Keeping it simple, roundabout in Sooke
As a former motorcycle safety instructor teaching this stuff (and then some), I can keep it pretty simple when discussing the roundabout in Sooke. In a nutshell, treat our simple, single-lane roundabout as two consecutive but distinctly separate intersections: first, enter the roundabout, and second, exit.
First intersection (or, entering the roundabout):
- As you approach the roundabout, slow down and signal LEFT to enter.
- The ONLY exception to this is if you are IMMEDIATELY taking the first right exit.
- In this case, signal right.
- Yield to pedestrians. Stop as required.
- Yield to vehicles. Stop as required.
- Inhale. Enter the roundabout. Drive no faster than the vehicle in front of you.
[sam id=”15″ codes=”true”]Second intersection (or, exiting the roundabout):
- As you approach your exit, signal RIGHT.
- The point at which you signal is just before your exit and just after any other exit not taken.
- This precision prevents misunderstandings. Misunderstanding cause accidents.
- This is the trickiest part of navigating a single-lane roundabout. If you can do this, you can do anything.
- Yield to pedestrians. Stop as required. Breath as required.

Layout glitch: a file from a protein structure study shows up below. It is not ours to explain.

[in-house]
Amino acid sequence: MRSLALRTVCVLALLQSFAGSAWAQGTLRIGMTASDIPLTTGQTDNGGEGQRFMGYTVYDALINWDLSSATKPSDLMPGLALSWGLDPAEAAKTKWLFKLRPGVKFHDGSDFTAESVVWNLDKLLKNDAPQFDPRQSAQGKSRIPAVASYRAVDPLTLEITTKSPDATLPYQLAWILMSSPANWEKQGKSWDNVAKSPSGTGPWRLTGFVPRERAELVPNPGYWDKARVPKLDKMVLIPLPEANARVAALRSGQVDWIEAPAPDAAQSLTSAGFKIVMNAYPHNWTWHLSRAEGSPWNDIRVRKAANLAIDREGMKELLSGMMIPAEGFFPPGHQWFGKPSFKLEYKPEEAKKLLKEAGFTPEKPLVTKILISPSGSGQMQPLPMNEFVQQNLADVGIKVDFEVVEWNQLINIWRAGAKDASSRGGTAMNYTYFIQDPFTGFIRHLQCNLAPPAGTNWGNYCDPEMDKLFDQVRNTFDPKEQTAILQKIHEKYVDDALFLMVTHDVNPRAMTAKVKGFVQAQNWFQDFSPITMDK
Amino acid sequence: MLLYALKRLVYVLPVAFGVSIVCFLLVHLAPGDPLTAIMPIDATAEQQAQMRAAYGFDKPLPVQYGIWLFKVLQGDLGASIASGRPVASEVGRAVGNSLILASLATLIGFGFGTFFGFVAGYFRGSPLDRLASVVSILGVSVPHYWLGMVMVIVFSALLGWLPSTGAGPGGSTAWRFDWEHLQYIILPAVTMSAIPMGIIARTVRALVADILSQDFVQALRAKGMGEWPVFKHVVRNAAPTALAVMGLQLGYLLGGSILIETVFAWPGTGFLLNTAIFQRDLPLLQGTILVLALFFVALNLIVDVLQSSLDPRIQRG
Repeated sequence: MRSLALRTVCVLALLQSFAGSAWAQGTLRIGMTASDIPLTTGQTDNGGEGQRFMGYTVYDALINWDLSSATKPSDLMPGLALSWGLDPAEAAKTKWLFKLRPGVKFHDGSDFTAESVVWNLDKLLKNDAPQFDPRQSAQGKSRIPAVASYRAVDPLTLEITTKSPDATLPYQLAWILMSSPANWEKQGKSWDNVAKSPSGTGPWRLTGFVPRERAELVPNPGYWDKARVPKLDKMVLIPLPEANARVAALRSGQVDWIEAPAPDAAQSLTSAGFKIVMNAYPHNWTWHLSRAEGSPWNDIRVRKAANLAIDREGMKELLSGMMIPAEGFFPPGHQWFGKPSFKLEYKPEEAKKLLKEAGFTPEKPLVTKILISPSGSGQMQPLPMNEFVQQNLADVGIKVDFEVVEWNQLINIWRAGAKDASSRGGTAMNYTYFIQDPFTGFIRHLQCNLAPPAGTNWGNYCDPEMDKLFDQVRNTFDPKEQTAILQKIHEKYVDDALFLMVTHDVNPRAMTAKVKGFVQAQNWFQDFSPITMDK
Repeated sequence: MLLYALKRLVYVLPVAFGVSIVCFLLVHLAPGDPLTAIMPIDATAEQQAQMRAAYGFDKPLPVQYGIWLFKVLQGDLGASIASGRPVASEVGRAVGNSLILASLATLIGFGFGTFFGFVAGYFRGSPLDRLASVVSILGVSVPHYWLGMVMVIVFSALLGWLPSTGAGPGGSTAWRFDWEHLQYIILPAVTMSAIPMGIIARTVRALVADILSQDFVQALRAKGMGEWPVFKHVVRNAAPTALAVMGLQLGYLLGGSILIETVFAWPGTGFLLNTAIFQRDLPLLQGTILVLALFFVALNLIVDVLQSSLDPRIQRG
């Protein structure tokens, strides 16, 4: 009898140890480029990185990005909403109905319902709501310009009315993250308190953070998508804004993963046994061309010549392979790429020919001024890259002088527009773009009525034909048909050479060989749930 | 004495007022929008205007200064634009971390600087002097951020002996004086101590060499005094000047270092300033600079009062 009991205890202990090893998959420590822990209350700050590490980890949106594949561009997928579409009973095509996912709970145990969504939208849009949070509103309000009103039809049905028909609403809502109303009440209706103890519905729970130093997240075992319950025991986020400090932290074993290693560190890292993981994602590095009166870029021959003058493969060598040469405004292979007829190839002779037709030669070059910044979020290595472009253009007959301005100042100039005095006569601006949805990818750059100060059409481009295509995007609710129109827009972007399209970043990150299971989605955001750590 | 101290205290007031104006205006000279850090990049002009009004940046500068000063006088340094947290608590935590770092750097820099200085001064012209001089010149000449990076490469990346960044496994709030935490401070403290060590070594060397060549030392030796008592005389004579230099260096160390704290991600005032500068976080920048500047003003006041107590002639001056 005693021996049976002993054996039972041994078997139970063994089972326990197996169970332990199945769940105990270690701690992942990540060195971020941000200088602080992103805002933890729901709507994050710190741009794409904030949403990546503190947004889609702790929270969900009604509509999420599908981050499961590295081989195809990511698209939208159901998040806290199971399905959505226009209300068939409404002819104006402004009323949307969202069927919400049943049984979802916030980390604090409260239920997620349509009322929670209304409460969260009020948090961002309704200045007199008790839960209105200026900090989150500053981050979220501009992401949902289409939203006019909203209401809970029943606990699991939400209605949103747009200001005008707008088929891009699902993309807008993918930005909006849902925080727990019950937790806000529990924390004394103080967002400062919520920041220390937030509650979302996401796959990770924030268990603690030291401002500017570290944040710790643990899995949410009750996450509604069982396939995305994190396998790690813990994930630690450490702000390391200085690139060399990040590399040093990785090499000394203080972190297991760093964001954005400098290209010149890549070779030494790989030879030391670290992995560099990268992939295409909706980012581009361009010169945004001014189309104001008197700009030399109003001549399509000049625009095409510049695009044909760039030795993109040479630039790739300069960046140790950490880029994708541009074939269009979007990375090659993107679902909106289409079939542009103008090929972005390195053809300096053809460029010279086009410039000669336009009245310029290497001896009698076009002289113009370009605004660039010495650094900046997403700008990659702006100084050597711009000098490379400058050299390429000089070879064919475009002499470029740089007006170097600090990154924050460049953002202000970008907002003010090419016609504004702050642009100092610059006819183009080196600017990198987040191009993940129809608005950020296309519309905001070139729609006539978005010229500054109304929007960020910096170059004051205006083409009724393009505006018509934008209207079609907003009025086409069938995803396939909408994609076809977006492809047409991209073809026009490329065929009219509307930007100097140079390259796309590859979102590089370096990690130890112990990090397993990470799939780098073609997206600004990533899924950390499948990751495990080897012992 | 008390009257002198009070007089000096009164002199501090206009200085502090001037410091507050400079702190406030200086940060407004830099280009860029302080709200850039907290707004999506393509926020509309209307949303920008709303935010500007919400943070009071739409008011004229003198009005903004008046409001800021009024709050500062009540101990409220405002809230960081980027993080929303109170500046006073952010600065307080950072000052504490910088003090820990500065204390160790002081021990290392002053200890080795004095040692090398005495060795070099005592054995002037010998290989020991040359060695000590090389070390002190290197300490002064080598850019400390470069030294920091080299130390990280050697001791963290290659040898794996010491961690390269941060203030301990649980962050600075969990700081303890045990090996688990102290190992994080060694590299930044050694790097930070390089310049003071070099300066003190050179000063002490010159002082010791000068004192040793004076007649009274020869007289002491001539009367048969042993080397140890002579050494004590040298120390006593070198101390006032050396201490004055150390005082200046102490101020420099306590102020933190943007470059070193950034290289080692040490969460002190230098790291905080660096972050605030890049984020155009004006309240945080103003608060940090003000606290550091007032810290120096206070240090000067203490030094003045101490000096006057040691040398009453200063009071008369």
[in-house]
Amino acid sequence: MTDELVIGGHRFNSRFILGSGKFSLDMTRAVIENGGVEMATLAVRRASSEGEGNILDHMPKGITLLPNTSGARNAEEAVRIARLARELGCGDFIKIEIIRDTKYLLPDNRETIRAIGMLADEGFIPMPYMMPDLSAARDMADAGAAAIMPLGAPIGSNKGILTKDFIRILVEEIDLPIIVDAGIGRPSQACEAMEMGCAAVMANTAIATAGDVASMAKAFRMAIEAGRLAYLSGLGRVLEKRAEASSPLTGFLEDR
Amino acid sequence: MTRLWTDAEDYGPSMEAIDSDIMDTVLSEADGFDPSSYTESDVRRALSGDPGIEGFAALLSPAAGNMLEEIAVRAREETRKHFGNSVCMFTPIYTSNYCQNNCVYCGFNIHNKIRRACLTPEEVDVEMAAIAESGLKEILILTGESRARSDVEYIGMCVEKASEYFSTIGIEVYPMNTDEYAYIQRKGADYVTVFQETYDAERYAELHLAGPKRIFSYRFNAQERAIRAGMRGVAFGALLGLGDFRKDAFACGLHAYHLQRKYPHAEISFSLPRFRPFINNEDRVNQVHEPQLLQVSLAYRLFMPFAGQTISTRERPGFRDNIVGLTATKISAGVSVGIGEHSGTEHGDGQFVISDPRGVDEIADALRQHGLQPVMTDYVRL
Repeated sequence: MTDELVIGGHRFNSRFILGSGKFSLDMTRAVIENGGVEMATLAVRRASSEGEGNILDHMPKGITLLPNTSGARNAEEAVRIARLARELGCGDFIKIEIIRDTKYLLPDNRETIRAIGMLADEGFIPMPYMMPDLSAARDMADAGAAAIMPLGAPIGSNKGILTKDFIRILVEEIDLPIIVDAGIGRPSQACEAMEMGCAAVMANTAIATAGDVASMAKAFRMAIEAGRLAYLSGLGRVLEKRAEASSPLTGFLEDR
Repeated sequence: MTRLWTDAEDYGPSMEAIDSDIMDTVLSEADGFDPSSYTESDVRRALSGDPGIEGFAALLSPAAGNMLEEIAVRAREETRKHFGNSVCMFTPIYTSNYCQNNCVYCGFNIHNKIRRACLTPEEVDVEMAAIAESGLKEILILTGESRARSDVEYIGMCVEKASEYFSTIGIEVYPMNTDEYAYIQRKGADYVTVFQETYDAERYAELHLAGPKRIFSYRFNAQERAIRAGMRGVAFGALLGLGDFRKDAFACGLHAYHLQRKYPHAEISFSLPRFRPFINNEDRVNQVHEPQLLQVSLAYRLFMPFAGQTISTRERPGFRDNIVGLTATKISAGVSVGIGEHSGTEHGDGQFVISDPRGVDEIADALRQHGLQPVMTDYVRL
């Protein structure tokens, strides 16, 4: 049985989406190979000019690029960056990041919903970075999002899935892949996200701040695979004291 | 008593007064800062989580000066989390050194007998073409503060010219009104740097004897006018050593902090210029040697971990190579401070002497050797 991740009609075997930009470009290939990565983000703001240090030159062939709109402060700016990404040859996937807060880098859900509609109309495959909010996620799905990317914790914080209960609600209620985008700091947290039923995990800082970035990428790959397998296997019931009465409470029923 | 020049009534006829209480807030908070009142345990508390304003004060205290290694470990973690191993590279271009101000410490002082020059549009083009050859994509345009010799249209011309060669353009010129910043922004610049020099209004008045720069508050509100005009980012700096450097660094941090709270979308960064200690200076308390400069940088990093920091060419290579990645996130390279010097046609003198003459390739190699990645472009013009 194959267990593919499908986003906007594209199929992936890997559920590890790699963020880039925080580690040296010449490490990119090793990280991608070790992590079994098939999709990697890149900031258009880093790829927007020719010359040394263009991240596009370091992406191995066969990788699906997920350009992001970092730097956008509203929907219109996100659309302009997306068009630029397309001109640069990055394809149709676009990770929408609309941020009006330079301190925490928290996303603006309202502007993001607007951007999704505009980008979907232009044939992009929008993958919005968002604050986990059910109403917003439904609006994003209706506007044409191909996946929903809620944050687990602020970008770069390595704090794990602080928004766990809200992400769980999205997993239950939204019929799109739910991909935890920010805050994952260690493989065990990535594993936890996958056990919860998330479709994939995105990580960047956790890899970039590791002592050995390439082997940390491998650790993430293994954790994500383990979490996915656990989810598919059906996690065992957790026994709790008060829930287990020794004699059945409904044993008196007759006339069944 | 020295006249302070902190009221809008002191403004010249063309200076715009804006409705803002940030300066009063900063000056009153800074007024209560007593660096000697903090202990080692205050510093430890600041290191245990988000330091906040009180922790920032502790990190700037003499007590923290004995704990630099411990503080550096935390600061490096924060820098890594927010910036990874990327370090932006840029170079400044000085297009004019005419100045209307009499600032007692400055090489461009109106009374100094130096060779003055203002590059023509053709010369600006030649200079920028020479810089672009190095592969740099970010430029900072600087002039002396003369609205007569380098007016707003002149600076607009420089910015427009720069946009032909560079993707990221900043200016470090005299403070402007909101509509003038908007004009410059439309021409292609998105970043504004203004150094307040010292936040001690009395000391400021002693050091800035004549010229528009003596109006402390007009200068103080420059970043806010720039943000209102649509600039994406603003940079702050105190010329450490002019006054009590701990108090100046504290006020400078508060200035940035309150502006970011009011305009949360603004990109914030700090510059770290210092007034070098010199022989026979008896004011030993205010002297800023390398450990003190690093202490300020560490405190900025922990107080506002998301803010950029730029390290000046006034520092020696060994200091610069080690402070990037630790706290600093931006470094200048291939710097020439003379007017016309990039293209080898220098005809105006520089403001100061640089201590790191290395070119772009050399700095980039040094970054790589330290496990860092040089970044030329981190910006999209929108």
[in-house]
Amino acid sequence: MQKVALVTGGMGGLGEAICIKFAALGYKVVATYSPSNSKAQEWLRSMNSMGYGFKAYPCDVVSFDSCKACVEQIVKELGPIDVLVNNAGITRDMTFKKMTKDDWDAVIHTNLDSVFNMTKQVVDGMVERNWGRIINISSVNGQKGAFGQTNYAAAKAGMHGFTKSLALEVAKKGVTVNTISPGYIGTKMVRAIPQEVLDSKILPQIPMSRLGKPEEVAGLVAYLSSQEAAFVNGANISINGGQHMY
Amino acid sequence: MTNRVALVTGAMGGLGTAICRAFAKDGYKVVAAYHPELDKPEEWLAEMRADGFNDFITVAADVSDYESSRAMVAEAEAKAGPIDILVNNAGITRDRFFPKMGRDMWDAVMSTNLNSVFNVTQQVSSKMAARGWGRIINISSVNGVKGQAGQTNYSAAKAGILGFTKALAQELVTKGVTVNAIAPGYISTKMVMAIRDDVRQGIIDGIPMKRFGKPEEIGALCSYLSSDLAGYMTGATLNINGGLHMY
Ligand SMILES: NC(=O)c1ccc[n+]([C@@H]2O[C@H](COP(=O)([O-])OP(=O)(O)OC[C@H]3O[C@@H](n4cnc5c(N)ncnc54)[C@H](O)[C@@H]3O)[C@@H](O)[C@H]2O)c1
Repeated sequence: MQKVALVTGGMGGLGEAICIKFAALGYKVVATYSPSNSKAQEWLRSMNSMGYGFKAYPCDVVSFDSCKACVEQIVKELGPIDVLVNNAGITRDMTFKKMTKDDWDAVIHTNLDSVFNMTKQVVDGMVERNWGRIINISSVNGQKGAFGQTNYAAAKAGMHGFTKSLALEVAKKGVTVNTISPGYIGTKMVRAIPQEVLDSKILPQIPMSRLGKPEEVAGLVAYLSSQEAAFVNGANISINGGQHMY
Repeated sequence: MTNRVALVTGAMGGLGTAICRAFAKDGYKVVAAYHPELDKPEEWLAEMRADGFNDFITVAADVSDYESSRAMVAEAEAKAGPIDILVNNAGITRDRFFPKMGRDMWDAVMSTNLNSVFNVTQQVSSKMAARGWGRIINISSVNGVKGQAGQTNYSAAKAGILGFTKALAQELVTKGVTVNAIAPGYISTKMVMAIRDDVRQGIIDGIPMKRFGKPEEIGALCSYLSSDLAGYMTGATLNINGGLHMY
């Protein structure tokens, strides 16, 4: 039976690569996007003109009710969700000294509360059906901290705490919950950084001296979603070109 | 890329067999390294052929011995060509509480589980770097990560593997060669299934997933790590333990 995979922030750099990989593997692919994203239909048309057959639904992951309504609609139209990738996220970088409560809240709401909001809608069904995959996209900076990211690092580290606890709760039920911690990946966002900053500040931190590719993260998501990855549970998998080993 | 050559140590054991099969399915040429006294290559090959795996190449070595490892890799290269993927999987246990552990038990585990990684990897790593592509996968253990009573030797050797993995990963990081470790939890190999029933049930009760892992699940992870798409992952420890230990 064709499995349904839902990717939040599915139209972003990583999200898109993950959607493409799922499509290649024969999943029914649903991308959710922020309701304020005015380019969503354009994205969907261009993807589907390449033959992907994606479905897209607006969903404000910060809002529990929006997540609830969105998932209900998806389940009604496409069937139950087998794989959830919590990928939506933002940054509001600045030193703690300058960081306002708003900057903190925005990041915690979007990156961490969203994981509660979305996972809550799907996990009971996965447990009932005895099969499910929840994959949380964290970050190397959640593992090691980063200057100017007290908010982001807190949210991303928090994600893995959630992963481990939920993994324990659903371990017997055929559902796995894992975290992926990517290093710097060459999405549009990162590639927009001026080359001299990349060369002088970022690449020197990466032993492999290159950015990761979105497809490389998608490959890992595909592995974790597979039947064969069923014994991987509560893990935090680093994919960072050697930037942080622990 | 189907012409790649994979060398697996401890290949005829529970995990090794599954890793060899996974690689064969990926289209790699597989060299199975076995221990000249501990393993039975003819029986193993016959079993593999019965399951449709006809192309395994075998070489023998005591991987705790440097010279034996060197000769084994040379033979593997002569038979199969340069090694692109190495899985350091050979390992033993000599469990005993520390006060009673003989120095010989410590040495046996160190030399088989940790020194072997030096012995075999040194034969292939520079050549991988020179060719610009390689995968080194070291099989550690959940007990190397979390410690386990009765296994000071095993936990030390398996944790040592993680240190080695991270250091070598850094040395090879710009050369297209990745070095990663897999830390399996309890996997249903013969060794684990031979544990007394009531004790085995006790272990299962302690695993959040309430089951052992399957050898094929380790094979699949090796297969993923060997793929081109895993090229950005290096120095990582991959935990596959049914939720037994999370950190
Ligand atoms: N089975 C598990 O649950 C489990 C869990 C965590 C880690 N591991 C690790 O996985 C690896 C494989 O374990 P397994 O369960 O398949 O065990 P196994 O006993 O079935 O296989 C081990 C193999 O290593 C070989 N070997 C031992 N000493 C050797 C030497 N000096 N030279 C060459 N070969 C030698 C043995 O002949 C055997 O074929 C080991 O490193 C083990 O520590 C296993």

- Exit the roundabout. Exhale.
And before you get all exasperated about the number of times you may have to signal (twice), keep it in perspective: it’s only a small finger movement that burns less than one calorie (est.). Pop a Werthers before you drive, and you’ll come out ahead in the caloric race.
Also, keep in mind that you will probably be travelling no faster than 5 km per hour in said roundabout, so yes, you can do all that (signal, look, drive) in that short of a space. If you can’t, it’s probably because you are going to fast. Slow down.
Following is a video from BC
Here’s a video from BC’s Ministry of Transportation. It’s pretty straight forward, though it deals with only one exit point.
Next up is also a video from Alberta
WARNING: If you are already afraid of roundabout, I wouldn’t recommend watching this as it may seem like an inundation of information. Also, it deals with a double-lane roundabout so much of what they discuss is not relevant to Sooke.
If you are going to brave watching the following video, pay attention to when the vehicles put on their signal light. That, by far, is the best demonstration I have seen to date of exactly when to signal.
Let the discussion begin!
–Britt Santowski, SPN